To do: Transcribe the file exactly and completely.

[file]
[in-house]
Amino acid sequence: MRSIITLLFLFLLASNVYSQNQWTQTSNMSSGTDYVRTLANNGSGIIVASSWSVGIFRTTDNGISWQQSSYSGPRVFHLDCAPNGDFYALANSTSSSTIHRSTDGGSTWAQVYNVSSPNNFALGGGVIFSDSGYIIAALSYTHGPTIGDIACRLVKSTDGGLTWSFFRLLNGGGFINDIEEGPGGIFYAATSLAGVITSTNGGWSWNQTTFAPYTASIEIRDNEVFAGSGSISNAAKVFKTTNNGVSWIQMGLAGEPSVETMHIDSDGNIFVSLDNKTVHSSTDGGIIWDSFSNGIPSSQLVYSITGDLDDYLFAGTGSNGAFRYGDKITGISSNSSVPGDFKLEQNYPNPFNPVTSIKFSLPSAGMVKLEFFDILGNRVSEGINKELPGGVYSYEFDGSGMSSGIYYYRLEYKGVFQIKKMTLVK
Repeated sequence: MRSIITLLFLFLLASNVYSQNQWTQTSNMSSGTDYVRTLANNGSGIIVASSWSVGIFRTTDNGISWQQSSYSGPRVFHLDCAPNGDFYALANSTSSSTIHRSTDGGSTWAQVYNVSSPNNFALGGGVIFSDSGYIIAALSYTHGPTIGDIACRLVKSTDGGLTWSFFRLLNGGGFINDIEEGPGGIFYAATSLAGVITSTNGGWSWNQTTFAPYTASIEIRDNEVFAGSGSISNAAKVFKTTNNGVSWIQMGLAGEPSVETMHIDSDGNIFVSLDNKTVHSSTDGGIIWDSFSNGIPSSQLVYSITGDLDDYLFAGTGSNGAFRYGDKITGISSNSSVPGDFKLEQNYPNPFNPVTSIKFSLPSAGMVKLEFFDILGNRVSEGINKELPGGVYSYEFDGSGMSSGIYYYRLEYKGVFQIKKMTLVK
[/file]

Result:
[in-house]
Amino acid sequence: MRSIITLLFLFLLASNVYSQNQWTQTSNMSSGTDYVRTLANNGSGIIVASSWSVGIFRTTDNGISWQQSSYSGPRVFHLDCAPNGDFYALANSTSSSTIHRSTDGGSTWAQVYNVSSPNNFALGGGVIFSDSGYIIAALSYTHGPTIGDIACRLVKSTDGGLTWSFFRLLNGGGFINDIEEGPGGIFYAATSLAGVITSTNGGWSWNQTTFAPYTASIEIRDNEVFAGSGSISNAAKVFKTTNNGVSWIQMGLAGEPSVETMHIDSDGNIFVSLDNKTVHSSTDGGIIWDSFSNGIPSSQLVYSITGDLDDYLFAGTGSNGAFRYGDKITGISSNSSVPGDFKLEQNYPNPFNPVTSIKFSLPSAGMVKLEFFDILGNRVSEGINKELPGGVYSYEFDGSGMSSGIYYYRLEYKGVFQIKKMTLVK
Repeated sequence: MRSIITLLFLFLLASNVYSQNQWTQTSNMSSGTDYVRTLANNGSGIIVASSWSVGIFRTTDNGISWQQSSYSGPRVFHLDCAPNGDFYALANSTSSSTIHRSTDGGSTWAQVYNVSSPNNFALGGGVIFSDSGYIIAALSYTHGPTIGDIACRLVKSTDGGLTWSFFRLLNGGGFINDIEEGPGGIFYAATSLAGVITSTNGGWSWNQTTFAPYTASIEIRDNEVFAGSGSISNAAKVFKTTNNGVSWIQMGLAGEPSVETMHIDSDGNIFVSLDNKTVHSSTDGGIIWDSFSNGIPSSQLVYSITGDLDDYLFAGTGSNGAFRYGDKITGISSNSSVPGDFKLEQNYPNPFNPVTSIKFSLPSAGMVKLEFFDILGNRVSEGINKELPGGVYSYEFDGSGMSSGIYYYRLEYKGVFQIKKMTLVK